Wilson describes himself as largely self-taught, playing music from the age of five, beginning with the piano. He credits his school music teacher for giving him a good grounding, and he soon started drum lessons. ‘But I was always going to libraries, getting scores out and writing arrangements for the local pantomimes and little orchestras of 12 players.’
When did John Wilson start conducting?
John Wilson took his first steps into conducting – including West Side Story with full orchestra and chorus – while a music A Level student at Newcastle College. ‘It was when I got to the Royal College of Music (RCM) that I really had my first proper training.’
Although he entered the RCM as a percussionist, he kept learning on the job, in all manner of capacities. He was always doing gigs, playing the piano ‘here, there and everywhere’. While, as Wilson describes it, he ‘picked up influences along the way and always learned a lot from my colleagues’, a special influence has stemmed from certain US orchestral recordings of the mid-20th century. ‘I have an abiding admiration for those great American orchestras, like the Cleveland Orchestra under George Szell, and conductors like Fritz Reiner, Eugene Ormandy, Charles Munch and Leopold Stokowski. I’ve worn the grooves out on them in my record collection and they still remain to me some of the definitive performances of those vivid orchestral showpieces.’ In his recordings with the SoL, he says, ‘We’re trying to emulate some of that sound.’
He is keen to tackle more Korngold and, with Andrew Haveron, has already recorded the Violin Concerto. ‘I have an affinity with his voice, with his language and with what I think that music needs to bring it off the page. I think it needs a certain kind of touch. You can’t pour chocolate sauce all over Korngold! The music is so finely detailed. The Symphony took him five years to write and you can see the level of detail in the orchestration and construction of it. There are instructions all the time. ’
He identifies similarly with Massenet, whose opera Cendrillon he conducted at Glyndebourne last summer, plus the other French composers on the new disc. ‘I’ve been an arranger and orchestrator and in that capacity you learn everything you know from the French composers,’ he explains. ‘I stole it all from Ravel and Debussy. Debussy is the most remarkable composer – again, the challenge is to do everything he asks for, making sure it has warmth and precision in equal measure.’
John Wilson and musicals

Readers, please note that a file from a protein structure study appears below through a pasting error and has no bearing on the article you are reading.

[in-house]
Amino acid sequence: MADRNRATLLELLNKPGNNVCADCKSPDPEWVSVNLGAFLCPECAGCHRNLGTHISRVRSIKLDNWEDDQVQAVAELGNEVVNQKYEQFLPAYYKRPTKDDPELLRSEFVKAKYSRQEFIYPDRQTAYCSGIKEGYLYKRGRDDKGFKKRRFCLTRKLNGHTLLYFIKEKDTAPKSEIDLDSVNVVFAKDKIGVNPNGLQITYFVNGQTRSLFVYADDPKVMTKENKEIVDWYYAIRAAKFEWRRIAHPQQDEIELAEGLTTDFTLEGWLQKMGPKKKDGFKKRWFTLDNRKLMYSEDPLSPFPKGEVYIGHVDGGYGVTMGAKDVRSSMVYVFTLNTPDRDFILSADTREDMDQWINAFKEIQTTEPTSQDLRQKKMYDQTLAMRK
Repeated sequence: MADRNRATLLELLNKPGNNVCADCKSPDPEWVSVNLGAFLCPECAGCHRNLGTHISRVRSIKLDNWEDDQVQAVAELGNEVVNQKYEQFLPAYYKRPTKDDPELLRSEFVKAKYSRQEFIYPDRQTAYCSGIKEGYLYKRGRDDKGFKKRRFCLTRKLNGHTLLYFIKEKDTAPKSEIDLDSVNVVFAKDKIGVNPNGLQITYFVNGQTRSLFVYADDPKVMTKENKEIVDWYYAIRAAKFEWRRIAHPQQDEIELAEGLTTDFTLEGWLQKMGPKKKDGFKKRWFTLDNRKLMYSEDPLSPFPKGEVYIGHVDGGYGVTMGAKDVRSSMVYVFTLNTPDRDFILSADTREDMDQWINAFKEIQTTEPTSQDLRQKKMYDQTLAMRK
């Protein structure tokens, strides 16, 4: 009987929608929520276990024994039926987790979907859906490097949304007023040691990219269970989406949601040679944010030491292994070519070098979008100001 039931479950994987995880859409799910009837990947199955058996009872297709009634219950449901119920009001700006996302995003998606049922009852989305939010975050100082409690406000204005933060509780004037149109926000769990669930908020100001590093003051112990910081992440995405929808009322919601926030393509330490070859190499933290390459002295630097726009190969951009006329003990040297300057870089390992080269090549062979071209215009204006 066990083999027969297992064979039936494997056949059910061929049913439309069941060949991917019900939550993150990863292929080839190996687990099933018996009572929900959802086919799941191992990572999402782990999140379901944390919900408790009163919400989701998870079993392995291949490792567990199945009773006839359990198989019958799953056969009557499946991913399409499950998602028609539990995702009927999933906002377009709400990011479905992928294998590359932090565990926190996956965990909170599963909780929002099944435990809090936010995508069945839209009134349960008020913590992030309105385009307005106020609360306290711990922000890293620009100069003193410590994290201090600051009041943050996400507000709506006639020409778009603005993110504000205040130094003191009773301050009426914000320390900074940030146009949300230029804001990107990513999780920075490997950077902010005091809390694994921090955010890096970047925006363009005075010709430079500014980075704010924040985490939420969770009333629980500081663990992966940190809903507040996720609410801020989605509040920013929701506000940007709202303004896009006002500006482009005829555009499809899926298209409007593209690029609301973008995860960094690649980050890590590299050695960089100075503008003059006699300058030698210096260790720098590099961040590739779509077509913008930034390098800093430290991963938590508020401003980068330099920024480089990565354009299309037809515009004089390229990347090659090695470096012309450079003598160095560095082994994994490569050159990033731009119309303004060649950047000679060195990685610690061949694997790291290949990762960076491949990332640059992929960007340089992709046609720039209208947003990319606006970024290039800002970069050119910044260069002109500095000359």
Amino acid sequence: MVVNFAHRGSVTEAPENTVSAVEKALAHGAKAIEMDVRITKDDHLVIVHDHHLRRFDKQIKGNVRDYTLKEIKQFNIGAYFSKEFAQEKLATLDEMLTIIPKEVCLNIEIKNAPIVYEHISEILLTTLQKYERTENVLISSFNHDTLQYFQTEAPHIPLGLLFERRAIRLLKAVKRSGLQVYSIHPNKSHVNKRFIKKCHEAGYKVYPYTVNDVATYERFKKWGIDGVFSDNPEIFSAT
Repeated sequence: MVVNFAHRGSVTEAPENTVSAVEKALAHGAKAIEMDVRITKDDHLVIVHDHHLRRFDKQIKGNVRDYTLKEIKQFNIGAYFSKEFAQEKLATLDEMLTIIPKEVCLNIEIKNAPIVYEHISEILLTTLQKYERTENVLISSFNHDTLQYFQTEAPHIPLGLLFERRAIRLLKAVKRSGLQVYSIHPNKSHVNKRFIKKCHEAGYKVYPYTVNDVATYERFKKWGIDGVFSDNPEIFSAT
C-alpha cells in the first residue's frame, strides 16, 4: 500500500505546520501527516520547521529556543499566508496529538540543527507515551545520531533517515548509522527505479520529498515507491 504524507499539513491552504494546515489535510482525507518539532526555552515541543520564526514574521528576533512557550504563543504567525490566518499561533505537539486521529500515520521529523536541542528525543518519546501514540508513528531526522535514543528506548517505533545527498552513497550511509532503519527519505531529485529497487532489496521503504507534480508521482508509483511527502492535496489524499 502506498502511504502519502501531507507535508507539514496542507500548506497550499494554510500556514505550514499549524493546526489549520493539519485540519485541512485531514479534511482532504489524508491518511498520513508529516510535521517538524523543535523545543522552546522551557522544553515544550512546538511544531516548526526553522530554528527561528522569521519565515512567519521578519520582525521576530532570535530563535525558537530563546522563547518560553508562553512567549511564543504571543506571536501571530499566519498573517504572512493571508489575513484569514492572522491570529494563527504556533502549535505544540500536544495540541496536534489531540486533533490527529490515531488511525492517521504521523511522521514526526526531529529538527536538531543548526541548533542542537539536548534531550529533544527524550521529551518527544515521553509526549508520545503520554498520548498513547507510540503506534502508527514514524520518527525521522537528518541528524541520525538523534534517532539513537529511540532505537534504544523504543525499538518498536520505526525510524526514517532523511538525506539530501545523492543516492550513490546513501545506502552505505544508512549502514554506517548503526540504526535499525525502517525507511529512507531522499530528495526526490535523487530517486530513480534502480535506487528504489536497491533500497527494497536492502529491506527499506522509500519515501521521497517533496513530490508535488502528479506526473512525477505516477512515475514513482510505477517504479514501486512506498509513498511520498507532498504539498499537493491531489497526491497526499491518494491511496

Such has been the acclaim for Wilson’s performances of classic musicals at the BBC Proms – in the case of missing MGM scores, he largely transcribed and reconstructed them himself – that a good tranche of the public has come to associate him chiefly with this sphere. The reality, though, is that he has been performing ‘serious’, if sometimes ‘off-piste’, repertoire for 30 years.
‘Nothing has changed,’ he reflects. ‘I made my debut as a professional conductor in 1994-95, and while I’ve always had a penchant for light music in all its forms – and I will never stop doing light music, whether it be Eric Coates, Johann Strauss or Cole Porter – it’s only ever been my dessert, taking up about ten per cent of my time. But I suppose it’s attracted a lot more publicity.’
His work on musicals, he says, sprang primarily from his love of song and singing in all its forms. ‘Actually my knowledge of musicals is pretty thin and stops in 1950-something,’ he insists. ‘I have a fairly deep knowledge of a very limited period! But I’ve always loved singers like Sarah Vaughan, Ella Fitzgerald, Frank Sinatra and Judy Garland; the songs of that time are right at the heart of the music that I love. It wasn’t an interest in musicals that led me to perform those songs. It was a deep interest in song and wanting to perform them in their original and urtext versions that led me to do those concerts.’
As for film music, he says he has only ever conducted two separate programmes of music from the movies, including The Warner Brothers Story at the BBC Proms in 2019. ‘But those totalled about 16 pieces by people like Franz Waxman and Max Steiner, as opposed to 700-odd concerts of everything else.’
What's next for John Wilson?
Wilson’s schedule certainly seems packed, although he says he tries not to take too much on. ‘I like to keep a bit of time aside to write, make my own editions, visit orchestras with whom I have existing relationships, and I like to do one opera a year, if possible,’ he says. The year ahead is bringing Britten’s The Turn of the Screw at Wilton’s Music Hall. In 2021 he makes his debut at the Metropolitan Opera, New York, revisiting Gershwin’s Porgy and Bess, which he conducted at English National Opera last winter to great acclaim (its ensemble won an Olivier Award). Among numerous guest-conducting engagements he is performing the Korngold Symphony in Germany with the Bavarian Radio Orchestra and the Deutsche Sinfonie-Orchester Berlin, and continues his ongoing association with the BBC Scottish Symphony Orchestra, among others.
The SoL, meanwhile, exists purely to record for Chandos several times a year. At least for now. ‘That’s the only plan,’ he says, ‘and it seems to be working. I take advantage of the fact that in London there are so many brilliant players who can sight-read like the wind. In terms of forging a sound, it’s the same people pretty much every time, and we’re planning far ahead – so it’s promising.’ Will the ensemble have a concert life outside the recording studio? ‘Honestly, I haven’t thought about it… Let’s see how it progresses.’
In the end, says Wilson, ‘I’ve always wanted to try and add something to the professional life of the city I live in and I’ve been bringing musicians together now for more than three decades, getting them together to play stuff I want to do. I’ve always wanted to be a useful musician.’